• Some parameters which are automatically scaled from ionosondes obtained at Yamagawa station in Japan. The ionosonde sweeps HF radio pulses from 1MHz to 30MHz, basically every 15 minutes. The transmitted radio pulses travel more slowly within the ionosphere, depending on the ionospheric plasma density. The apparent height, that is, virtual height of the reflection point is recorded for each frequency of the transmitted HF radio wave in ionograms. When the frequencies become higher than the maximum plasma frequency of the ionospheric layer, the radio wave pass through the layer and be lost in space. The frequency which corresponds to the maximum plasma frequency of each layer is called critical frequency. Some parameters such as critical frequency (e.g., foF2, foEs) and virtual heights (h’F2, h’Es) are automatically scaled basically every 15 minutes. Time is Japanese Standard Time (JST), which is UTC + 9.

  • Some parameters which are manually scaled from ionosondes obtained at Kokubunji station in Tokyo, Japan. The ionosonde sweeps HF radio pulses from 1MHz to 30MHz, basically every 15 minutes. The transmitted radio pulses travel more slowly within the ionosphere, depending on the ionospheric plasma density. The apparent height, that is, virtual height of the reflection point is recorded for each frequency of the transmitted HF radio wave in ionograms. When the frequencies become higher than the maximum plasma frequency of the ionospheric layer, the radio wave pass through the layer and be lost in space. The frequency which corresponds to the maximum plasma frequency of each layer is called critical frequency. Some parameters such as critical frequency (e.g., foF2, foEs) and virtual heights (h’F2, h’Es) are manually scaled basically every 1 hour. Time is Japanese Standard Time (JST), which is UTC + 9.

  • Some parameters which are manually scaled from ionosondes obtained at Yamagawa station in Japan. The ionosonde sweeps HF radio pulses from 1MHz to 30MHz, basically every 15 minutes. The transmitted radio pulses travel more slowly within the ionosphere, depending on the ionospheric plasma density. The apparent height, that is, virtual height of the reflection point is recorded for each frequency of the transmitted HF radio wave in ionograms. When the frequencies become higher than the maximum plasma frequency of the ionospheric layer, the radio wave pass through the layer and be lost in space. The frequency which corresponds to the maximum plasma frequency of each layer is called critical frequency. Some parameters such as critical frequency (e.g., foF2, foEs) and virtual heights (h’F2, h’Es) are manually scaled basically every 1 hour. Time is Japanese Standard Time (JST), which is UTC + 9.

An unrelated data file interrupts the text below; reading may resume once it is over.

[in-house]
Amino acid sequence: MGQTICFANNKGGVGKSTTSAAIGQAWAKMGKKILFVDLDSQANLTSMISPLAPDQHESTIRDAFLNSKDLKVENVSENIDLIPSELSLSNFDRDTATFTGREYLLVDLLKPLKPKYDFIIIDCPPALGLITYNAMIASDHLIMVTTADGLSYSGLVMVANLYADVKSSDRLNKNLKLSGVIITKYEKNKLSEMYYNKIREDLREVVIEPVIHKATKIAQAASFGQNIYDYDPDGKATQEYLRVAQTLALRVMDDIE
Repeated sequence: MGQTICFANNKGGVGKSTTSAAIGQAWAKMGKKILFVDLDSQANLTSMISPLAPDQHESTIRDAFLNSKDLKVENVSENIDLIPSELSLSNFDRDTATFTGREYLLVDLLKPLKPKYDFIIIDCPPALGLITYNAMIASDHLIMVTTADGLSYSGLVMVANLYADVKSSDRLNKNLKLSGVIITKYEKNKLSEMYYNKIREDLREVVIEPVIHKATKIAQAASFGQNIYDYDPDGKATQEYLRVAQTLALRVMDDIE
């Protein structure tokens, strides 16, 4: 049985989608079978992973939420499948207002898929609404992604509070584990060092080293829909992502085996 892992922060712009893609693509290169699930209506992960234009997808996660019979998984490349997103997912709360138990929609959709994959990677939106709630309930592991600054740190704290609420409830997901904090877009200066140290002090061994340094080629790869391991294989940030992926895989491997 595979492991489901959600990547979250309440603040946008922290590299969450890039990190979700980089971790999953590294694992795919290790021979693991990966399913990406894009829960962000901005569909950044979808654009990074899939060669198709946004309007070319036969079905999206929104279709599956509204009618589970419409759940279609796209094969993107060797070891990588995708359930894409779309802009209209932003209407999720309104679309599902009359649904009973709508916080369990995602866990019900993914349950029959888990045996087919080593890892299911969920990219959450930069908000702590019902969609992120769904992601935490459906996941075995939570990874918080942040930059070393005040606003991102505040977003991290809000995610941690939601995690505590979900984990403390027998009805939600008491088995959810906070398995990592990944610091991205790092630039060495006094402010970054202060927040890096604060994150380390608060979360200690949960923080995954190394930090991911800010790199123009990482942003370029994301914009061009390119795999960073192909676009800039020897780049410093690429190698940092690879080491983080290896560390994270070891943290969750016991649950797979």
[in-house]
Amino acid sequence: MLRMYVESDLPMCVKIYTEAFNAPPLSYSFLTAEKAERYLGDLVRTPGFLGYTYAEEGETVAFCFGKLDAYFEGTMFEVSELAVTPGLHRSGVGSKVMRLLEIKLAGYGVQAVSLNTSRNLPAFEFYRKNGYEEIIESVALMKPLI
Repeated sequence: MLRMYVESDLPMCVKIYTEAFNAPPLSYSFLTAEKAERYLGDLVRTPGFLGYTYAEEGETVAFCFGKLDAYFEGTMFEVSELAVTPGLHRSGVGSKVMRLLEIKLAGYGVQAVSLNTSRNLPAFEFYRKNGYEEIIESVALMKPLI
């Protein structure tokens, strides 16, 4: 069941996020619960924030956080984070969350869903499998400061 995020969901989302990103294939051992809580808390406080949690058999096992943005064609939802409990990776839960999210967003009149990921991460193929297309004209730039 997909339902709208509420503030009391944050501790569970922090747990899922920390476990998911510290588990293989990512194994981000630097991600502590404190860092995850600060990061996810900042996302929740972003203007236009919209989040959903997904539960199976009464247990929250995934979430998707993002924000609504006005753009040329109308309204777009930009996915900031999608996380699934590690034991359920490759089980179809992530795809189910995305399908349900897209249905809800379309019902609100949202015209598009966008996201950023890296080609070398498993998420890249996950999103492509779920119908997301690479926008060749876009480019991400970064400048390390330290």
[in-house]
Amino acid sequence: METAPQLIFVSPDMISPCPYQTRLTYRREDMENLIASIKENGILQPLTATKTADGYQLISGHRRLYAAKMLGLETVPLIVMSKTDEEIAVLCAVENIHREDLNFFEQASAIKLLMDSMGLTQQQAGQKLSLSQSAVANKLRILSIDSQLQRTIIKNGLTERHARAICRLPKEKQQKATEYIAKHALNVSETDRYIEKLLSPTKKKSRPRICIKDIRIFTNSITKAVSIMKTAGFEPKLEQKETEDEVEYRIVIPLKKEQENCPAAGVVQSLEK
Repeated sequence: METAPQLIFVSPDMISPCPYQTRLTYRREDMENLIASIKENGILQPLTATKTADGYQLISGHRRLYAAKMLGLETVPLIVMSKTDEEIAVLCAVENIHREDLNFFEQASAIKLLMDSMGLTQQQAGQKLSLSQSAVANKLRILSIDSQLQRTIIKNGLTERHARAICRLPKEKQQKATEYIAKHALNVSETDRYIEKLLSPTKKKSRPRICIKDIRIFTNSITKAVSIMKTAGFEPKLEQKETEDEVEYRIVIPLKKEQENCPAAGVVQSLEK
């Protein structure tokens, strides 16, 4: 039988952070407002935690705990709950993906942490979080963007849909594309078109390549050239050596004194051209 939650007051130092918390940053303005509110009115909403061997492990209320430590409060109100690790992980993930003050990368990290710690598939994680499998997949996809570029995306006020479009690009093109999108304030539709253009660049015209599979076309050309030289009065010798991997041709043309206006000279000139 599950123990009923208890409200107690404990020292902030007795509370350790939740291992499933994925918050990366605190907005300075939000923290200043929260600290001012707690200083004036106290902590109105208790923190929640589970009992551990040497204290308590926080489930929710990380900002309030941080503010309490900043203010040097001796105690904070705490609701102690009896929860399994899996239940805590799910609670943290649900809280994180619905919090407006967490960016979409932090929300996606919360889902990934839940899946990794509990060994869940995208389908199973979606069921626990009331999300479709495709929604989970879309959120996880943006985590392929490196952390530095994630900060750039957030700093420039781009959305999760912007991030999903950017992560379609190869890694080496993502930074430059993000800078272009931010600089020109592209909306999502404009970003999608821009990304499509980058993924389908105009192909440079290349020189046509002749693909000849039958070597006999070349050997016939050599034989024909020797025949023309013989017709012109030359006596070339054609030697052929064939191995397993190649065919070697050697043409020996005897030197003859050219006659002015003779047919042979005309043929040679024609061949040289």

• Some parameters which are automatically scaled from ionosondes obtained at Okinawa station in Japan. The ionosonde sweeps HF radio pulses from 1MHz to 30MHz, basically every 15 minutes. The transmitted radio pulses travel more slowly within the ionosphere, depending on the ionospheric plasma density. The apparent height, that is, virtual height of the reflection point is recorded for each frequency of the transmitted HF radio wave in ionograms. When the frequencies become higher than the maximum plasma frequency of the ionospheric layer, the radio wave pass through the layer and be lost in space. The frequency which corresponds to the maximum plasma frequency of each layer is called critical frequency. Some parameters such as critical frequency (e.g., foF2, foEs) and virtual heights (h’F2, h’Es) are automatically scaled basically every 15 minutes. Time is Japanese Standard Time (JST), which is UTC + 9.